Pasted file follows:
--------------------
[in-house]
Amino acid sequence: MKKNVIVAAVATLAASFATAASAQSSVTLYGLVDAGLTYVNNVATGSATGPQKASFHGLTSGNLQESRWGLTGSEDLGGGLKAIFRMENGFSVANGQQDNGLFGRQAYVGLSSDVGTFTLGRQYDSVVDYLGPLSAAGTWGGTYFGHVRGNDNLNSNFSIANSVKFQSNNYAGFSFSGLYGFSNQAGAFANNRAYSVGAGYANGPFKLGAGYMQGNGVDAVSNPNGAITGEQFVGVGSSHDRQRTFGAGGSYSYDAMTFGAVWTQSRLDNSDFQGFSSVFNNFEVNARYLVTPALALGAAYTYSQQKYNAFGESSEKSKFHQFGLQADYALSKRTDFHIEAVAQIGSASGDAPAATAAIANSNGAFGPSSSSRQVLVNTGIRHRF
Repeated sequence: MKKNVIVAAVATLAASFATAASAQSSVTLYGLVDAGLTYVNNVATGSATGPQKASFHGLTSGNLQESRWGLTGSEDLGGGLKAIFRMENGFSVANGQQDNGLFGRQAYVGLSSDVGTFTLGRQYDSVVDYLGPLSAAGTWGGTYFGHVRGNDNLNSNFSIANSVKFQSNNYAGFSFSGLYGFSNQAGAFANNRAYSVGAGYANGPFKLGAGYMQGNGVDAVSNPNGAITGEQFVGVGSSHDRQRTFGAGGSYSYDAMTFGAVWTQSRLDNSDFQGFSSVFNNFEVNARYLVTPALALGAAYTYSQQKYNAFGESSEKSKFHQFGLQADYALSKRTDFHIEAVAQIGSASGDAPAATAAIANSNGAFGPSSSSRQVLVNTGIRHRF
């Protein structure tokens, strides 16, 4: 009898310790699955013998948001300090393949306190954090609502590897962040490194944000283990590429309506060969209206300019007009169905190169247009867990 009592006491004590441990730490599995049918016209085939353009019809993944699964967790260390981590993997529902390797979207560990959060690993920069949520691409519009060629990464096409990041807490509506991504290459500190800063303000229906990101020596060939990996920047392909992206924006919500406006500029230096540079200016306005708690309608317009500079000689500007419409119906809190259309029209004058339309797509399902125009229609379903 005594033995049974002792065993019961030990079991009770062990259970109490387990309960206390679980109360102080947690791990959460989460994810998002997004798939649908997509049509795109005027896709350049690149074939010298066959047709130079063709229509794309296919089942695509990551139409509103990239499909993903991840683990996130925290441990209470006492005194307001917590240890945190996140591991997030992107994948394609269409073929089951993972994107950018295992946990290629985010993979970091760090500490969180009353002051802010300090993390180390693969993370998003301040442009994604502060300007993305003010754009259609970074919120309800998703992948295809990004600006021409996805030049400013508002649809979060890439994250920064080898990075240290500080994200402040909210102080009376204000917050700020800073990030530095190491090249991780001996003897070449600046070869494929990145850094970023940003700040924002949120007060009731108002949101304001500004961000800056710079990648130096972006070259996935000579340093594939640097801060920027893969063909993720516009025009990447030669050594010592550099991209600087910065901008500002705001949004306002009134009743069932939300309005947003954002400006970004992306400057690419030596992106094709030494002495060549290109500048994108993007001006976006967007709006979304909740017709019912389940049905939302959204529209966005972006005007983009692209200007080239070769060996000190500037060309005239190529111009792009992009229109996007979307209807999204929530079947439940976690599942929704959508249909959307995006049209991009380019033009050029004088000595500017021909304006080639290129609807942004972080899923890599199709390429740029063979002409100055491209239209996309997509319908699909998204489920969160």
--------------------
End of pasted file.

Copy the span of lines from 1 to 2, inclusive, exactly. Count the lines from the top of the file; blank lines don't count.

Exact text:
[in-house]
Amino acid sequence: MKKNVIVAAVATLAASFATAASAQSSVTLYGLVDAGLTYVNNVATGSATGPQKASFHGLTSGNLQESRWGLTGSEDLGGGLKAIFRMENGFSVANGQQDNGLFGRQAYVGLSSDVGTFTLGRQYDSVVDYLGPLSAAGTWGGTYFGHVRGNDNLNSNFSIANSVKFQSNNYAGFSFSGLYGFSNQAGAFANNRAYSVGAGYANGPFKLGAGYMQGNGVDAVSNPNGAITGEQFVGVGSSHDRQRTFGAGGSYSYDAMTFGAVWTQSRLDNSDFQGFSSVFNNFEVNARYLVTPALALGAAYTYSQQKYNAFGESSEKSKFHQFGLQADYALSKRTDFHIEAVAQIGSASGDAPAATAAIANSNGAFGPSSSSRQVLVNTGIRHRF